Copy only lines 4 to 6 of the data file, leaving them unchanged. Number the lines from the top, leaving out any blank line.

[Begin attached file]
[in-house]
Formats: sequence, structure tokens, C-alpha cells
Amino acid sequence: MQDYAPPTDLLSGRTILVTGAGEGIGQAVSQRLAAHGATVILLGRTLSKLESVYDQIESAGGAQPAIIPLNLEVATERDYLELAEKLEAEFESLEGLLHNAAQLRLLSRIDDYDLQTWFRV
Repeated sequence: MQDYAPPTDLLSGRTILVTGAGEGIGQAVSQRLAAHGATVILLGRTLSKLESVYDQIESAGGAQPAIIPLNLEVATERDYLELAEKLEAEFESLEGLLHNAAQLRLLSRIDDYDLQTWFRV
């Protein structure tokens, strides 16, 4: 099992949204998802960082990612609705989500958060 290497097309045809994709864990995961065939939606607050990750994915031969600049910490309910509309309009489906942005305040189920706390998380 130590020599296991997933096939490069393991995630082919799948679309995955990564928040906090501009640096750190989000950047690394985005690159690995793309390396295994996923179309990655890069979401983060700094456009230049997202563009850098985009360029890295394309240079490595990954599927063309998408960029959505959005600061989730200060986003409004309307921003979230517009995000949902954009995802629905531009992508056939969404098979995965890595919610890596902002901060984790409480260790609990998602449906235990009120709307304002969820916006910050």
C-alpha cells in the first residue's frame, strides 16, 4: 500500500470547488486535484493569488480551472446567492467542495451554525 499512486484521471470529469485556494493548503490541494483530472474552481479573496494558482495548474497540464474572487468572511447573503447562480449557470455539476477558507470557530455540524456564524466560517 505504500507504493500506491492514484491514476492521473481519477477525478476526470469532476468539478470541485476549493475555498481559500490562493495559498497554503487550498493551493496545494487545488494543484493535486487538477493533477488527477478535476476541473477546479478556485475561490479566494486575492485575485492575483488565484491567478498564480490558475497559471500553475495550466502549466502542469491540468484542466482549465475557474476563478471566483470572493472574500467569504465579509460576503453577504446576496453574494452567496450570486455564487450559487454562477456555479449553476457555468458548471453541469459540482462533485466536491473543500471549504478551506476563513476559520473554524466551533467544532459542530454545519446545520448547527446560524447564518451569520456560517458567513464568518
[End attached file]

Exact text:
Repeated sequence: MQDYAPPTDLLSGRTILVTGAGEGIGQAVSQRLAAHGATVILLGRTLSKLESVYDQIESAGGAQPAIIPLNLEVATERDYLELAEKLEAEFESLEGLLHNAAQLRLLSRIDDYDLQTWFRV
């Protein structure tokens, strides 16, 4: 099992949204998802960082990612609705989500958060 290497097309045809994709864990995961065939939606607050990750994915031969600049910490309910509309309009489906942005305040189920706390998380 130590020599296991997933096939490069393991995630082919799948679309995955990564928040906090501009640096750190989000950047690394985005690159690995793309390396295994996923179309990655890069979401983060700094456009230049997202563009850098985009360029890295394309240079490595990954599927063309998408960029959505959005600061989730200060986003409004309307921003979230517009995000949902954009995802629905531009992508056939969404098979995965890595919610890596902002901060984790409480260790609990998602449906235990009120709307304002969820916006910050």
C-alpha cells in the first residue's frame, strides 16, 4: 500500500470547488486535484493569488480551472446567492467542495451554525 499512486484521471470529469485556494493548503490541494483530472474552481479573496494558482495548474497540464474572487468572511447573503447562480449557470455539476477558507470557530455540524456564524466560517 505504500507504493500506491492514484491514476492521473481519477477525478476526470469532476468539478470541485476549493475555498481559500490562493495559498497554503487550498493551493496545494487545488494543484493535486487538477493533477488527477478535476476541473477546479478556485475561490479566494486575492485575485492575483488565484491567478498564480490558475497559471500553475495550466502549466502542469491540468484542466482549465475557474476563478471566483470572493472574500467569504465579509460576503453577504446576496453574494452567496450570486455564487450559487454562477456555479449553476457555468458548471453541469459540482462533485466536491473543500471549504478551506476563513476559520473554524466551533467544532459542530454545519446545520448547527446560524447564518451569520456560517458567513464568518